Some updates for the Running Fedora on the Raspberry PI 2 article.
There has been great progress on getting the Raspberry PI changes merged upstream in the last half year. u-boot has decent support meanwhile for the whole family, including 64bit support for the Raspberry PI 3. Raspberry PI 2 support has been merged upstream during the 4.6 merge window. It looks like Raspberry PI 3 will follow in the next (4.7) merge window. Time to have a closer look at all this new stuff.
There are two different kinds of arm images now:
First arm-rpi2-f23-foundation. They are using a kernel built from the tree maintained by the Raspberry PI Foundation at github. They are like the older ones, just with newer packages. The kernels are booted directly by the firmware.
Second arm-rpi2-f23-mainline. They are using a mainline kernel, with a few patches on top for Raspberry PI 3 support (device tree, 64bit, wifi). I expect the number of patches will decreate quickly as things get merged mainline with the next merge windows. The kernel is booted using u-boot. On the Raspberry PI 3 it’ll boot a 64bit kernel (with 32bit userspace) by default. If you don’t want that you can just run “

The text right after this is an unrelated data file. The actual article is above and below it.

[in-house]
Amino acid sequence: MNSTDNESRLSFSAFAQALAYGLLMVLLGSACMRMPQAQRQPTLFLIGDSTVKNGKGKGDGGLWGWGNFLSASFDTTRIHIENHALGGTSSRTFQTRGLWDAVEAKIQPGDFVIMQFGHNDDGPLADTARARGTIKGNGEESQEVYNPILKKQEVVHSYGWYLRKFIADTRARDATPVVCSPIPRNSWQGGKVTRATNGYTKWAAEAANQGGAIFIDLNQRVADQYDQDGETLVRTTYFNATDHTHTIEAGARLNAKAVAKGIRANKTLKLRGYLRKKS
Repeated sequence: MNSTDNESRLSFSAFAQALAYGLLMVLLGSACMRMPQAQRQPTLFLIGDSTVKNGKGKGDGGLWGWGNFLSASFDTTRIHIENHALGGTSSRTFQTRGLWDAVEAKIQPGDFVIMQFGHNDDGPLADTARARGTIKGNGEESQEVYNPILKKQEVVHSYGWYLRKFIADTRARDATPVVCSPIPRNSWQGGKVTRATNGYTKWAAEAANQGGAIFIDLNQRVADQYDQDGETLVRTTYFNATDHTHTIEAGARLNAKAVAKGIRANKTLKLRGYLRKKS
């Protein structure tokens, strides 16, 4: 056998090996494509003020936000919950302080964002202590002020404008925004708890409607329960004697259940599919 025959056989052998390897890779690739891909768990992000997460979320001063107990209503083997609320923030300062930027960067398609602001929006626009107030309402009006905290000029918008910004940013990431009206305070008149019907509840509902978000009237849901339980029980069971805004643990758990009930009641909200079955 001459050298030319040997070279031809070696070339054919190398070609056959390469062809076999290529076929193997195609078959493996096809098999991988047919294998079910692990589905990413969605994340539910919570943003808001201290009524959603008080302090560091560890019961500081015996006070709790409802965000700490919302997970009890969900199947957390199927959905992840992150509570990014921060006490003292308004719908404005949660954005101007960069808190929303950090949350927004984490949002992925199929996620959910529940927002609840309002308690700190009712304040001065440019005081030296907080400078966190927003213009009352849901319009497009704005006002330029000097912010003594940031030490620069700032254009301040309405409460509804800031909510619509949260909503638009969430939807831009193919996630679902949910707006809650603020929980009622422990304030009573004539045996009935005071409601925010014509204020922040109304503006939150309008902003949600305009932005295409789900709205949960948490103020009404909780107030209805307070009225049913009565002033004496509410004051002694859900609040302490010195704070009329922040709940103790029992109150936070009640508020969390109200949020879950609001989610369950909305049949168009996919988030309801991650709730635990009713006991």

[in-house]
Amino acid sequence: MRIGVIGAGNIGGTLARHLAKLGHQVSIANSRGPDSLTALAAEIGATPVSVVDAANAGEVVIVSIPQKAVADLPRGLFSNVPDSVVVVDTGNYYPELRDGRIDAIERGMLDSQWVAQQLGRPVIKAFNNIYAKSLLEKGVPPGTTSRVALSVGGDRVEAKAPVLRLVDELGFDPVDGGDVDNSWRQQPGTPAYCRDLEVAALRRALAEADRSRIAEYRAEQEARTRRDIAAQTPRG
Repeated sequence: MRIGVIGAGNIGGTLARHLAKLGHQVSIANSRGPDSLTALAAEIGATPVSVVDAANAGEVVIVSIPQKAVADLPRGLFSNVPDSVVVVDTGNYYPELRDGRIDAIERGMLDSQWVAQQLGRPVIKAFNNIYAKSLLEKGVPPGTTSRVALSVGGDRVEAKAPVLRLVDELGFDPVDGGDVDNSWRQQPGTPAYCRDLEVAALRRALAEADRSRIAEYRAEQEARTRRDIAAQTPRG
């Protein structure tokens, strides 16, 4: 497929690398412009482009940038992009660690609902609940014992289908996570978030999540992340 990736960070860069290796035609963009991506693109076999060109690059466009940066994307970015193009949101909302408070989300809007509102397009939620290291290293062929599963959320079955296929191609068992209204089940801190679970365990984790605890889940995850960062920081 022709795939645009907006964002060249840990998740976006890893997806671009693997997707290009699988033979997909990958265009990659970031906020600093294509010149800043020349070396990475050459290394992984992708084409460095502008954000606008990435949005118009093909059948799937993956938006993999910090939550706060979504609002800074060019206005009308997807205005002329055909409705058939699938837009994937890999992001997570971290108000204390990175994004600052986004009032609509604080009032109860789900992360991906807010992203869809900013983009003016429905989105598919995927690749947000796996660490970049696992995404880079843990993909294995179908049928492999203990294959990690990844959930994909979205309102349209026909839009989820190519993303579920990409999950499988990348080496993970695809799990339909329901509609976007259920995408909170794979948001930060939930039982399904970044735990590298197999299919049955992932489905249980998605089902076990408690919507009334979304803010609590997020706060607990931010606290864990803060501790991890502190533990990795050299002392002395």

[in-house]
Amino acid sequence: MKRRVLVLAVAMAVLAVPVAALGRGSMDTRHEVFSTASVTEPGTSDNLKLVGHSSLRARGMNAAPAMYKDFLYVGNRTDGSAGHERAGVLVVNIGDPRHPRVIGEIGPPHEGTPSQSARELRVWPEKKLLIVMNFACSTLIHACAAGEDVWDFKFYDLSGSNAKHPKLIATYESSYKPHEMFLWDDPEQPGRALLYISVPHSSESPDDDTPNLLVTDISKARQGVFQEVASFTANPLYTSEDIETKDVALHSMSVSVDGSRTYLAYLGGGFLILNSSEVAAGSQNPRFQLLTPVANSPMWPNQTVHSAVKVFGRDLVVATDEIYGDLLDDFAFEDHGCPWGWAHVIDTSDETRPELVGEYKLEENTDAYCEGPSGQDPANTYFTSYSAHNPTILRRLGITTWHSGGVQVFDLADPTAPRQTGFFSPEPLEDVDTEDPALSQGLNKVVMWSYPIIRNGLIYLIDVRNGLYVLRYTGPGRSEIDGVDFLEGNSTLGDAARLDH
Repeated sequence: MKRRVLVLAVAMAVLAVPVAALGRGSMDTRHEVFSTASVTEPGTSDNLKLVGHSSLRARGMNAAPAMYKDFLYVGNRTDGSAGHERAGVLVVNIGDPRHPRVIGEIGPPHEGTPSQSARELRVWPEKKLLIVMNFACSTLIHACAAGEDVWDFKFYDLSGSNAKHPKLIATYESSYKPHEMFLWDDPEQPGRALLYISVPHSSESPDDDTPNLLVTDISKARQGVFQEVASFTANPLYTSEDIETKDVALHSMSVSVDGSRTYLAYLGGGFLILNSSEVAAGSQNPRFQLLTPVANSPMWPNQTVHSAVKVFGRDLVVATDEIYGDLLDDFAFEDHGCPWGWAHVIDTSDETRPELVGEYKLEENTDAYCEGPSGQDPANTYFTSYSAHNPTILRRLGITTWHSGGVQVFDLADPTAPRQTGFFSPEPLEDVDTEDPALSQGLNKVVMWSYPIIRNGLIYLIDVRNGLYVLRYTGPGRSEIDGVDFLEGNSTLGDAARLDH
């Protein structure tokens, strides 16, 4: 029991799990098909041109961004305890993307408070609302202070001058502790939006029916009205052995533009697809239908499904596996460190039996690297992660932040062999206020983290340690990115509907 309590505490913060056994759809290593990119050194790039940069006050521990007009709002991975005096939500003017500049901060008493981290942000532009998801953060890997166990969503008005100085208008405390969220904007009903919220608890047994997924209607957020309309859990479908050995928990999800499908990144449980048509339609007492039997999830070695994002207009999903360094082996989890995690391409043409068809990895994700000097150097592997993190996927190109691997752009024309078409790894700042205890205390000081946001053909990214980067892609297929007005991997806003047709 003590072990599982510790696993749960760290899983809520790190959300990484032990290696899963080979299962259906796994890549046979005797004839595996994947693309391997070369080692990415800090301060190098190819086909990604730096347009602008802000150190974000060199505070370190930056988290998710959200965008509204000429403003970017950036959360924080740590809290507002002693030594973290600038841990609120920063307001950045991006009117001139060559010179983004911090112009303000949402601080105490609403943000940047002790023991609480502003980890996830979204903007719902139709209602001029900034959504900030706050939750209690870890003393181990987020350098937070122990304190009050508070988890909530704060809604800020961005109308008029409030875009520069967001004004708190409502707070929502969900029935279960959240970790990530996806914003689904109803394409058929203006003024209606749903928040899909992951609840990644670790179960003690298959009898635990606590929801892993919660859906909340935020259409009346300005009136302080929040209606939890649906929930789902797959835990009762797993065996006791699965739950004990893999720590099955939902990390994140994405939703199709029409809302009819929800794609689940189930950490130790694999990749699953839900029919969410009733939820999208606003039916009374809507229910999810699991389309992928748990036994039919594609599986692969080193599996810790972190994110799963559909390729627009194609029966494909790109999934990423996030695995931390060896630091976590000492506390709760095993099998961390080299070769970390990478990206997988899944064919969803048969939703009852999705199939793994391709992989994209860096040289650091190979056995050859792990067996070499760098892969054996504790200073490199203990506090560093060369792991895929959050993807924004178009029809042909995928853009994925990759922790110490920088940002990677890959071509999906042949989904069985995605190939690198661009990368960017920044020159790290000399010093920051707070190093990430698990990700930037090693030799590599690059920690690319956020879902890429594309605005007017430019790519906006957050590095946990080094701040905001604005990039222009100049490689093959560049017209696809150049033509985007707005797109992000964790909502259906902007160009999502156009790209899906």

dnf remove uboot-rpi3-64“, which will remove both 64bit uboot and kernel, then reboot.
There are no big differences between the two images types. At the end of the day it is just a different set of packages. You can move from foundation kernels (package name “
kernel-rpi2” to mainline kernels (package names “
kernel-main” and “
kernel-main64“) and back without problems. Having them installed in parallel works fine too. The foundation kernels set
config.txt in postinstall, so one just needs to install and reboot. Switching to mainline is done by installing them, then commenting out the
kernel= line in
config.txt. Next boot will load uboot then, which in turn loads the mainline kernel.
While looking at the image directory you might have noticed the arm64-rpi3-f23-mainline image. That is a full 64bit (aka aarch64) build, with both 64bit kernel and userspace. Will boot on the Raspberry PI 3 only, for obvious reasons.
There is progress with kvm too. Recent firmware loads the kernel in hyp mode, so the hypervisor extensions are available to the linux kernel. Also it seems the kvm core and irqchip (GIC) emulation are separated now. kvm initializes successfully, but the kernel doesn’t provide irqchip because the Raspberry PI hasn’t a GIC. Result is this:
[kraxel@pi-dpy ~]$ sudo lkvm run
# lkvm run -k /boot/vmlinuz-4.5.1-103-rpi2 -m 448 -c 4 --name guest-10565
Error: Unsupported KVM extension detected: KVM_CAP_IRQCHIP
Fatal: Failed to create virtual GIC
So, userspace can’t deal with the missing GIC emulation (qemu fails too). But it looks like by doing GIC emulation in userspace it should be possible to run kvm on the Raspberry PI.